Fair enough - if you practice share-out every month you are more likely to learn how to do it. But - it still sounds like a nightmare, easier to let things slip - "We can figure out how much Mary should have put in after she took over from Betty at the next share out".
And - thanks for telling me discretely who was forming the groups without informing them about share out. I know that program and it is maybe the worst I've ever seen in oh so many ways. They are control freaks, but unlike some control freaks, they don't have good standardized systems that make sense. And - now that I have said all that, I promise I won't mention their name!
Mon, December 2, 2013 | Paul Rippey
Thanks Kim, for a characteristically robust proposition.
What I take issue with is assuming that 'we' somehow engineered the shareout and that we impose a rigid and constricting rule on groups that doesn't sync with what people really want. First some evidence. When we look at the 92,000 groups that have reported on the SAVIX we find that loans are only averaging 51% of total assets. So, while SGs may not have the most attractive loan products in the world, the average savings is way in excess of average per-group loan demand. People saying that they join to take out loans might easily be translated to mean that they join to be able to exercise the option, but don't, in fact, regularly do so (but regularly save and in increasing amounts).
There are two dimensions to this question that I think need more exposure. The first is that there is, in my experience, a strong demand for the share-out, which seems to meet people’s needs for useful lump sums of cash that are unencumbered by debt, at important times of the year. Indeed, in our research in Uganda the need for multiple lump sums at different times of the year may be the main driver of membership in multiple groups (an example of community-based choice that rather frightens us).
The second dimension is that most people who are SG member take advantage of multiple types of financial services, of which SG’s that share out are only one. While a time-bound SG has its advantages, it has its disadvantages, and other types of service may neatly dovetail to these different types of need. It isn’t really necessary that it be re-engineered (by whom?) to be something that’s really quite different. I'm not arguing against evolution, but against assumptions of need that remain to be clearly demonstrated.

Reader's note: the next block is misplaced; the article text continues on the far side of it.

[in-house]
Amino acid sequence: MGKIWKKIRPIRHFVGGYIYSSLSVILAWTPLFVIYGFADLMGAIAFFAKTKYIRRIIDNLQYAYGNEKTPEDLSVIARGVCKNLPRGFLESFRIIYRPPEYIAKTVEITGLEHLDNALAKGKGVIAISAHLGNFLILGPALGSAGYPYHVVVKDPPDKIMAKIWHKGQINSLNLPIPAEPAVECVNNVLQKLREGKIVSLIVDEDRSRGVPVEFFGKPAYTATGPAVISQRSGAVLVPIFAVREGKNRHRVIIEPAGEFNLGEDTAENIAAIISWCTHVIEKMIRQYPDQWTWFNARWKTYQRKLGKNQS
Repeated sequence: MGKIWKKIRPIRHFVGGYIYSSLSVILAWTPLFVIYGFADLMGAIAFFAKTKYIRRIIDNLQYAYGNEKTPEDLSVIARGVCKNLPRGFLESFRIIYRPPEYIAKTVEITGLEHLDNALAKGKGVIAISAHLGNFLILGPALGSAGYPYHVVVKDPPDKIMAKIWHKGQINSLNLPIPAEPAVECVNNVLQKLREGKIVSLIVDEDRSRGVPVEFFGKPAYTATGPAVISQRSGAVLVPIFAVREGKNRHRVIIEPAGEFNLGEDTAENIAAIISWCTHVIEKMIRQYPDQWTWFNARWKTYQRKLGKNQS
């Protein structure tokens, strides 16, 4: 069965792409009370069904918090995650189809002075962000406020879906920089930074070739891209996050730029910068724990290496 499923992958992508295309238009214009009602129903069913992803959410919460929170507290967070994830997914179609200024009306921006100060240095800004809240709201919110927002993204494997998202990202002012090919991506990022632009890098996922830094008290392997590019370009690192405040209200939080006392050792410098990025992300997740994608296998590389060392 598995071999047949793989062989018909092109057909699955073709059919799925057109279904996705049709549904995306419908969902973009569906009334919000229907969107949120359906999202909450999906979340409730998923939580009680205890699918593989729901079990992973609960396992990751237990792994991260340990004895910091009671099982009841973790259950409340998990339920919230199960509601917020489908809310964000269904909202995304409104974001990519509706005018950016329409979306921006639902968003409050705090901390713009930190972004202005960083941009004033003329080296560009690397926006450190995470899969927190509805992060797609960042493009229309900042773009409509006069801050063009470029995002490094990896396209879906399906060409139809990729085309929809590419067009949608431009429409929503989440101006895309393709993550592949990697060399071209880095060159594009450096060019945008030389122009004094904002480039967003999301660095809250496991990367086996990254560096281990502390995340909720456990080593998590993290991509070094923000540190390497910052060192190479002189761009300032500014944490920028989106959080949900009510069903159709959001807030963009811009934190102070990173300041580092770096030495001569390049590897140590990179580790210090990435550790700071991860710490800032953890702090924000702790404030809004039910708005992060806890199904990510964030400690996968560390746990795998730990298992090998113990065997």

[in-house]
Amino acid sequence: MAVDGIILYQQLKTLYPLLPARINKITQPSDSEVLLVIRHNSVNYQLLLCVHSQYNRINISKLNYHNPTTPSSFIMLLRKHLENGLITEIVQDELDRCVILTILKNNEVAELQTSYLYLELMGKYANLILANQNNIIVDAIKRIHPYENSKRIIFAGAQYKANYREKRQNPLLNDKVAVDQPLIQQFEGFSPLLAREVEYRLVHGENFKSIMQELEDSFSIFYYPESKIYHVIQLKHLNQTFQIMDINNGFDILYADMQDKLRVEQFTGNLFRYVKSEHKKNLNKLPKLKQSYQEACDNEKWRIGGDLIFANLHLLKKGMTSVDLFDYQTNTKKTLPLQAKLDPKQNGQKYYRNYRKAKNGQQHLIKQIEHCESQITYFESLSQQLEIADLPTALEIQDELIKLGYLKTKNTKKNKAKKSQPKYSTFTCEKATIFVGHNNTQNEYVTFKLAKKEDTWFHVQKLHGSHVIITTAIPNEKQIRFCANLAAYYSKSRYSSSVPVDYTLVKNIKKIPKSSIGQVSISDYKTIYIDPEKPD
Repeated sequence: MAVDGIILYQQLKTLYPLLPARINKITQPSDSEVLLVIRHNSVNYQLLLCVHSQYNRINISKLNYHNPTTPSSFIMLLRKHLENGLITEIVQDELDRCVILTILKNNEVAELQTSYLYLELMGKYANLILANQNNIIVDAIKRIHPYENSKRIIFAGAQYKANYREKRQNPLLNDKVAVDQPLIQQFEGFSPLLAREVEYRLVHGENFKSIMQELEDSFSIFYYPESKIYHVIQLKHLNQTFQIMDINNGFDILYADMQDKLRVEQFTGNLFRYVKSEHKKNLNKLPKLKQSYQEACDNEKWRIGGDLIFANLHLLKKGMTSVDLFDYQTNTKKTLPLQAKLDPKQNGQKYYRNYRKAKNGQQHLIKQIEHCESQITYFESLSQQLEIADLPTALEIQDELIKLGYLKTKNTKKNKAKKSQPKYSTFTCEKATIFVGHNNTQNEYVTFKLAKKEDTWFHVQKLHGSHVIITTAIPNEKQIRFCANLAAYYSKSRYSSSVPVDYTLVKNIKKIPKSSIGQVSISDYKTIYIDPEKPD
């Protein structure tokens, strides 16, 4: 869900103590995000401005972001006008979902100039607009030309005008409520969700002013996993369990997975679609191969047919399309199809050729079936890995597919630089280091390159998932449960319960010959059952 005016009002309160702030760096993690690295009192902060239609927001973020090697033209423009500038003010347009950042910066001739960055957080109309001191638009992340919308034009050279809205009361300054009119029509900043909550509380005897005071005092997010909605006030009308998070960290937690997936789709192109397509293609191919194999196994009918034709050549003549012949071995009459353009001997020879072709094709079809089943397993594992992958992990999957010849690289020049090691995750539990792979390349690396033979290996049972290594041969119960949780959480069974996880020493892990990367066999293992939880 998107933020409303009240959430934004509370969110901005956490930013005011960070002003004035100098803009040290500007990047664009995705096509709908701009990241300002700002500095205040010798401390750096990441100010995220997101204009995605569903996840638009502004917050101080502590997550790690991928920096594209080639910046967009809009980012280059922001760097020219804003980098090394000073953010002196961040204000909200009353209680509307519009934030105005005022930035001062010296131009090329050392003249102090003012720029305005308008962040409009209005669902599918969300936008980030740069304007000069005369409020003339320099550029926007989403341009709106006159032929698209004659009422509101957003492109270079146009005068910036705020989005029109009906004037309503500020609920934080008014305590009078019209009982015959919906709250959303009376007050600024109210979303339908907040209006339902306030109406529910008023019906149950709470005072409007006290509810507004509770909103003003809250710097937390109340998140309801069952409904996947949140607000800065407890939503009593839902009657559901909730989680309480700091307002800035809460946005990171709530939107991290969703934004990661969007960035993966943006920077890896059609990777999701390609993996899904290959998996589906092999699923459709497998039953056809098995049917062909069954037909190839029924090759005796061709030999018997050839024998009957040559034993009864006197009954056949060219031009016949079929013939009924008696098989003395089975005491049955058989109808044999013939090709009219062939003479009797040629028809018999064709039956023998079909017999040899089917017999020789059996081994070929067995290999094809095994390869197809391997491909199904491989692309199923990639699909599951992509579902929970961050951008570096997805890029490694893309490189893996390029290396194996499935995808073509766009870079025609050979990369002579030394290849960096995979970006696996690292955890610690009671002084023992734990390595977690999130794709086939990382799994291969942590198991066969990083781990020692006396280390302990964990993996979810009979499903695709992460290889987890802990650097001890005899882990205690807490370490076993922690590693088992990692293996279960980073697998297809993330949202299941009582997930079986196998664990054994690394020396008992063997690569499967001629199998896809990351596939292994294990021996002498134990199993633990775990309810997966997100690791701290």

Finally, and I think this is the most important point, we go in entirely the wrong direction when we seek to make SGs profoundly different: they are what they are and they aren’t what they are not, and I fear complexity (how else would I be able to stay in work?) for a purpose that is just as easily satisfied by multiple membership. The mistaken idea that we need to transform a very simple institution into something more complex because people’s needs evolve misses the point that what are profoundly transformed by an SG are the members who progressively discover their collective power, their personal capabilities, their connections to each other and the horizons that extend beyond the immediate boundaries of their communities. We tend, I think to focus too much on how institutions might change and insufficiently recognize that broader horizons lead people towards the ability to find and use other types of service, all by themselves and without too much counsel.
So, my comfort with the share-out is not derived from a need to lock people in some primitive mythology about simple and unchanging is best, but to note that mostly the share-out has sustained itself through demand (ask AKF in Bihar, where people save a lot more in their SGs than in their SHGs) and that engineering more sophisticated solutions on other people’s behalf, when they have suddenly discovered their muscularity and sniffed at ambition, is probably not needed.
Thu, December 19, 2013 | Hugh Allen
And, by the way does a Savings Group 3 Km from Arusha town centre, with $22,000 in assets and loans in the $500-2,000 range not offer 'meaningful loans'
Fri, December 27, 2013 | HUgh Allen